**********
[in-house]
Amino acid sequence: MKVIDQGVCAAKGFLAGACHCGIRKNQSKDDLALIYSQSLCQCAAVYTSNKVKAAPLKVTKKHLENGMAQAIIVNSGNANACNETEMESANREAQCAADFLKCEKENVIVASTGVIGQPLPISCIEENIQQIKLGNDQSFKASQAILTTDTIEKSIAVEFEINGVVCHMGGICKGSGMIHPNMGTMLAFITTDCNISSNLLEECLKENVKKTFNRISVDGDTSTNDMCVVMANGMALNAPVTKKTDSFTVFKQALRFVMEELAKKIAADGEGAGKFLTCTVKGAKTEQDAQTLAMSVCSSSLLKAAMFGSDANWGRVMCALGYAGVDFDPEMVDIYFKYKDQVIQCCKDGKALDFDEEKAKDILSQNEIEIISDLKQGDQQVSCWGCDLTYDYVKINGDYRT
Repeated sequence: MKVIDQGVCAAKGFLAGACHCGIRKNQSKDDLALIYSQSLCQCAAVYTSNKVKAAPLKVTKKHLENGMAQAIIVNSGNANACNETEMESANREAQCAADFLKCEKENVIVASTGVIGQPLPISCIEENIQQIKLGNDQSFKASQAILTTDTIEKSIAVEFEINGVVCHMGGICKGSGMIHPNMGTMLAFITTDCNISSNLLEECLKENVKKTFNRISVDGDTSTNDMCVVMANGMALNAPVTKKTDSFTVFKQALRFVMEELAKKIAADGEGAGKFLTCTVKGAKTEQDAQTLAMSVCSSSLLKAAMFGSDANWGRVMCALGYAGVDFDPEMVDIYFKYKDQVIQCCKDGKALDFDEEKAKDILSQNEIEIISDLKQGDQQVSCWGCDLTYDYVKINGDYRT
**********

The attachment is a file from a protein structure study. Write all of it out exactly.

[in-house]
Amino acid sequence: MKVIDQGVCAAKGFLAGACHCGIRKNQSKDDLALIYSQSLCQCAAVYTSNKVKAAPLKVTKKHLENGMAQAIIVNSGNANACNETEMESANREAQCAADFLKCEKENVIVASTGVIGQPLPISCIEENIQQIKLGNDQSFKASQAILTTDTIEKSIAVEFEINGVVCHMGGICKGSGMIHPNMGTMLAFITTDCNISSNLLEECLKENVKKTFNRISVDGDTSTNDMCVVMANGMALNAPVTKKTDSFTVFKQALRFVMEELAKKIAADGEGAGKFLTCTVKGAKTEQDAQTLAMSVCSSSLLKAAMFGSDANWGRVMCALGYAGVDFDPEMVDIYFKYKDQVIQCCKDGKALDFDEEKAKDILSQNEIEIISDLKQGDQQVSCWGCDLTYDYVKINGDYRT
Repeated sequence: MKVIDQGVCAAKGFLAGACHCGIRKNQSKDDLALIYSQSLCQCAAVYTSNKVKAAPLKVTKKHLENGMAQAIIVNSGNANACNETEMESANREAQCAADFLKCEKENVIVASTGVIGQPLPISCIEENIQQIKLGNDQSFKASQAILTTDTIEKSIAVEFEINGVVCHMGGICKGSGMIHPNMGTMLAFITTDCNISSNLLEECLKENVKKTFNRISVDGDTSTNDMCVVMANGMALNAPVTKKTDSFTVFKQALRFVMEELAKKIAADGEGAGKFLTCTVKGAKTEQDAQTLAMSVCSSSLLKAAMFGSDANWGRVMCALGYAGVDFDPEMVDIYFKYKDQVIQCCKDGKALDFDEEKAKDILSQNEIEIISDLKQGDQQVSCWGCDLTYDYVKINGDYRT